The inexperienced crew provided no help. Nor did the 3,000 lifejackets on board. Rotten and filled with disintegrated cork, they had long since lost their buoyancy. Those who put them on sank as soon as they hit the water. Wired in place, none of the lifeboats could be dislodged.

Even if they had, they would never have made it safely into the water with the ship chugging along at top speed.

By the time the ship finally beached at North Brother Island, it was almost completely engulfed in fire. Survivors poured over the railings into the water. Some huddled in the few places not yet reached by the flames, too terrified to jump. Nurses and patients at the island’s contagious disease hospital rushed to offer assistance. Several of them grabbed ladders being used to renovate the facility and used them to bring the survivors off the ship. Others caught children tossed by distraught parents. One patient, Mary McCann, a 17-year-old Irish immigrant who had arrived at Ellis Island only three weeks earlier, plunged into the water and saved 10 children. Within minutes, all who could be saved, including the captain and several crew, were moved away from the burning hulk.

The General Slocum left a grisly wake. The boats that followed seeking to offer assistance plucked a few survivors from the water. But mostly they found only the lifeless bodies of the ship’s ill-fated passengers. The fact that most were young children only added to the horror.

Within minutes of the tragedy, reporters from the New York World and other major dailies were on the scene. The dispatches they sent back to their newsrooms sickened many a hardened editor. Rescue workers openly wept as the corpses piled up. By the time they were done counting the bodies and tabulating a list of the missing, the death toll stood at 1,021.

With more than 2,000 people on the outing, nearly everyone in the neighborhood knew someone on the ship. As word of the fire spread, it caused panic and confusion. Just as with Sept. 11, no one seemed to know where to go. Eventually thousands gathered at St. Mark’s Church awaiting word about survivors. Thousands more rushed uptown to the East 23rd Street pier designated as a temporary morgue. In yet another similarity to 9/11, many grabbed photographs of their loved ones and went about asking people if they’d seen them. By mid-afternoon, those not yet reunited with their family members began to lose hope. Many eventually discovered they had lost a wife or child. Dozens learned they had lost their entire families.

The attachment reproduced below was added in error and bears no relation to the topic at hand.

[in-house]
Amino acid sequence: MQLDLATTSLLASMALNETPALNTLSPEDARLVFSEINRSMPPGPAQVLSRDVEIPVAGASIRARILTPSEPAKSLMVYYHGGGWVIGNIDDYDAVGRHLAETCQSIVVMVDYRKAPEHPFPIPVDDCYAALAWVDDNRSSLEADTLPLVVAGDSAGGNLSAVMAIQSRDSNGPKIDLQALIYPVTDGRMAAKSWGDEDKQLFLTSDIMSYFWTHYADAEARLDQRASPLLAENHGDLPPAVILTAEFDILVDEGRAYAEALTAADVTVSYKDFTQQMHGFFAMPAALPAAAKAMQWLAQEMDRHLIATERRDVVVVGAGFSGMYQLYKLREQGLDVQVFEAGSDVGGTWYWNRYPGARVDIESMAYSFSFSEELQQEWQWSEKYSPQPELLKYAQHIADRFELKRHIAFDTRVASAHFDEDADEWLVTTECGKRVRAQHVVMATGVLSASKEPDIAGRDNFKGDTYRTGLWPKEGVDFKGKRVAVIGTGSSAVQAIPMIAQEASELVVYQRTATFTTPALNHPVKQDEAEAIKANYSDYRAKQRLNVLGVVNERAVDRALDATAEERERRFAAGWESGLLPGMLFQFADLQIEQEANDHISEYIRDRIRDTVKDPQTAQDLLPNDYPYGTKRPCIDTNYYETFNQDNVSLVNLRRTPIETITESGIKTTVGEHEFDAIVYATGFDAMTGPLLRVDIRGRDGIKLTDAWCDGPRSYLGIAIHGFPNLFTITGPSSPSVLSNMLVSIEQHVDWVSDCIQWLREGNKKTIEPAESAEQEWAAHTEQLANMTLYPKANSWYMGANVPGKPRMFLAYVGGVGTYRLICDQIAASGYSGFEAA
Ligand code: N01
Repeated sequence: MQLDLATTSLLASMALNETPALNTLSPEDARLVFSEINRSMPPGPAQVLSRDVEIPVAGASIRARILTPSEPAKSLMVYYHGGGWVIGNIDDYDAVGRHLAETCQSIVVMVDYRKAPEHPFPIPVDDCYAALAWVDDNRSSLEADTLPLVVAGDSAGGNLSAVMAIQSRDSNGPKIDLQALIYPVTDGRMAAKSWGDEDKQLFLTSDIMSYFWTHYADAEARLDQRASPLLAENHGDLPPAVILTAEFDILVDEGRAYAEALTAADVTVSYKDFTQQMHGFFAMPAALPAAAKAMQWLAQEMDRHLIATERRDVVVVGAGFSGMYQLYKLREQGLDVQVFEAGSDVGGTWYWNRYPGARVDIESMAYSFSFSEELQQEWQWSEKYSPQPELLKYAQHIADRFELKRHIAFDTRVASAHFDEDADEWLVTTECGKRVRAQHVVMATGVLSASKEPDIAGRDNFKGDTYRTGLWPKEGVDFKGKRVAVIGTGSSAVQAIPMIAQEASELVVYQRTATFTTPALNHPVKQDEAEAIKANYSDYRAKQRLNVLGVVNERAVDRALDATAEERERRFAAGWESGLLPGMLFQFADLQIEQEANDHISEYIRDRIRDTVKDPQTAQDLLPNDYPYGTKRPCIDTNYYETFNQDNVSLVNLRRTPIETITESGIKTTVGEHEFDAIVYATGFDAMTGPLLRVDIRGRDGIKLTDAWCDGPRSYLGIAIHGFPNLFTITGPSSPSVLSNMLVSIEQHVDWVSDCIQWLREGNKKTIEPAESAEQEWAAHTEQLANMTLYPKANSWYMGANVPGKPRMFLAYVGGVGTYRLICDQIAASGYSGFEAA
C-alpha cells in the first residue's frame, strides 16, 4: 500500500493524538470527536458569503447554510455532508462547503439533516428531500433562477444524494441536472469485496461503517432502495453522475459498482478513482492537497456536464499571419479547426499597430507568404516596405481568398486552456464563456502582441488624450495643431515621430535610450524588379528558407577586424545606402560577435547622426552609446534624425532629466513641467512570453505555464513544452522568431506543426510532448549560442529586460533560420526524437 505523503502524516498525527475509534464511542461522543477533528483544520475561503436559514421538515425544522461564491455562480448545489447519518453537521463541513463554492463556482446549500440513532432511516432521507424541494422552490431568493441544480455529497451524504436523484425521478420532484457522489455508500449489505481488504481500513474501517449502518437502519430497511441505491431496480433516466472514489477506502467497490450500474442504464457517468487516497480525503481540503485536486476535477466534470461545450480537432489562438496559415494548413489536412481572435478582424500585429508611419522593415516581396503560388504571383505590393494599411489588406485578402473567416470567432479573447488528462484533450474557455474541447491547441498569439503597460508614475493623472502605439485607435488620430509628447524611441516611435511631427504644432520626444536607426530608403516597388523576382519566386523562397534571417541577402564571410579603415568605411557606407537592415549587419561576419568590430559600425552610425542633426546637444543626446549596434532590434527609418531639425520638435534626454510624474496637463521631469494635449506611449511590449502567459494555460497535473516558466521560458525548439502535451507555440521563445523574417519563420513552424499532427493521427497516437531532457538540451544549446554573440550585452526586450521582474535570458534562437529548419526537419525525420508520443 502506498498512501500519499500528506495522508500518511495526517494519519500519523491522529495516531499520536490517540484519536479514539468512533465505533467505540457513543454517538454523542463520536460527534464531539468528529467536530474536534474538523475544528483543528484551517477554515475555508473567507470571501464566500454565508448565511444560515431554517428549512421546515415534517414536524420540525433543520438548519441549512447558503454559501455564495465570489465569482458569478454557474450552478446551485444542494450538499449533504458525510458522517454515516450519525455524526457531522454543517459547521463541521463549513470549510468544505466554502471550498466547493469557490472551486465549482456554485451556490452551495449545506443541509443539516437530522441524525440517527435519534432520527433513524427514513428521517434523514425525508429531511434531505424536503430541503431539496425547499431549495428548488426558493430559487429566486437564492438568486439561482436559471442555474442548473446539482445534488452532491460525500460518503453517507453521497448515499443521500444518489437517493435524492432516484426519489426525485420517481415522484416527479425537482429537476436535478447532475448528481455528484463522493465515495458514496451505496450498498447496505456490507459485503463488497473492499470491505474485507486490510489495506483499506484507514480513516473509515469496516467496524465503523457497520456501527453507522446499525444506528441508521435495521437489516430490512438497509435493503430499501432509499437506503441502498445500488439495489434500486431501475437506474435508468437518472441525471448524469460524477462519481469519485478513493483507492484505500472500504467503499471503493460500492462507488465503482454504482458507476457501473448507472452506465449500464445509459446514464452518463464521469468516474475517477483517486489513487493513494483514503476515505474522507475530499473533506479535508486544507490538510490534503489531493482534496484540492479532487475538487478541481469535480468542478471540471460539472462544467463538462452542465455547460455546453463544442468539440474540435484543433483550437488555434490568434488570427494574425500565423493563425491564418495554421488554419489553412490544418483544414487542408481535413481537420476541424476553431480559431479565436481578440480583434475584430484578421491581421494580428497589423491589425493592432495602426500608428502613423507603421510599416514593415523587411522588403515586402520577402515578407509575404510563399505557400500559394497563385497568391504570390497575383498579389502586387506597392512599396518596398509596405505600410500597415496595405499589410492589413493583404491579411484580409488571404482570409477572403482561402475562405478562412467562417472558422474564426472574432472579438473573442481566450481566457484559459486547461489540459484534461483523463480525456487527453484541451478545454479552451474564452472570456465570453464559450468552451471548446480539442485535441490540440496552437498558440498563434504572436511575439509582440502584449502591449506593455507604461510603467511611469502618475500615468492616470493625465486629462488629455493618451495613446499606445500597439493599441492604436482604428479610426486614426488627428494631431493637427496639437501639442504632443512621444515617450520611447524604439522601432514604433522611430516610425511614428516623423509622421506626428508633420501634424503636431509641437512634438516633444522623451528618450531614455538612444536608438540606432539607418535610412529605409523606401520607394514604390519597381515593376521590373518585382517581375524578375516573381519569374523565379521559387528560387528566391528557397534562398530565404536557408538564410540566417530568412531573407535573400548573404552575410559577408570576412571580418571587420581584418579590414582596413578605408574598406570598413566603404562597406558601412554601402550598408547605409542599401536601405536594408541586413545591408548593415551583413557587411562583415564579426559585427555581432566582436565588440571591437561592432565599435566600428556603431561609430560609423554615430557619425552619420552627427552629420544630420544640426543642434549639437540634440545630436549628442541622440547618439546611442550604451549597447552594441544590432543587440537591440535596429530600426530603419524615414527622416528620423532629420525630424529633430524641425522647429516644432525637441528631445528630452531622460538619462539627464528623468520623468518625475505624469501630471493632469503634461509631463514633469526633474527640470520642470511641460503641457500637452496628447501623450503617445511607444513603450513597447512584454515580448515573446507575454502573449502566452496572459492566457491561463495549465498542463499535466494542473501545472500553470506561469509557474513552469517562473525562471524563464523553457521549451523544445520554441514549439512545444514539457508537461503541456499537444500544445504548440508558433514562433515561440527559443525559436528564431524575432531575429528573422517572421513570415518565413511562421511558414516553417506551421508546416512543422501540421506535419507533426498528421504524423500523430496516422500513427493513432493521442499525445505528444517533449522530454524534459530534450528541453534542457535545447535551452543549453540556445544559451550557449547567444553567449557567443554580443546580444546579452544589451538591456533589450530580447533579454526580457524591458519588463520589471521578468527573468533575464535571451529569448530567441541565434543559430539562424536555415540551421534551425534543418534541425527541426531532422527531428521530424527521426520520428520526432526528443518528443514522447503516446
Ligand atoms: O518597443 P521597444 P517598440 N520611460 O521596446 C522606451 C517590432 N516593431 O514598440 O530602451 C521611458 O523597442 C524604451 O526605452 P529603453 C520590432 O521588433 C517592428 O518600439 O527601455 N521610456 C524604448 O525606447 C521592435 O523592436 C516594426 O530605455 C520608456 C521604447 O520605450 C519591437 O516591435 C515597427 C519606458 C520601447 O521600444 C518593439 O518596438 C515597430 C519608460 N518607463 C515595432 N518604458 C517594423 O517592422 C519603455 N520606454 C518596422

At the morgue, Coroners Joseph Berry and William O’Gorman oversaw the policemen and Coroner’s Department workers as they labored to lay out the hundreds of corpses as they arrived. Others were dispatched to scour the city for coffins. Wagons arrived laden with tons of ice for the preservation of the bodies. Outside hundreds of policemen strained to control the swelling crowds of relatives and friends, not to mention curiosity seekers, reporters, and undertakers.

For the next week, thousands paraded past the gruesome lineup of victims resting in open coffins. The better preserved were identified quickly. Some of the burned and disfigured were identified by their clothing or jewelry. The 61 who could not be identified — including many of the bodies recovered days after the event — were buried in a common grave. Funerals were held every hour for days on end in the churches of Kleindeutschland. These tragic scenes were punctuated by the suicides of several men and women who lost their entire families in the fire.

The story of the General Slocum made headlines across the nation and around the globe. World leaders and European royalty sent money and letters of condolence to Mayor George B. McClellan and the people of St. Mark’s. Just like 9/11, funds poured in from private citizens and charitable groups from Connecticut to California.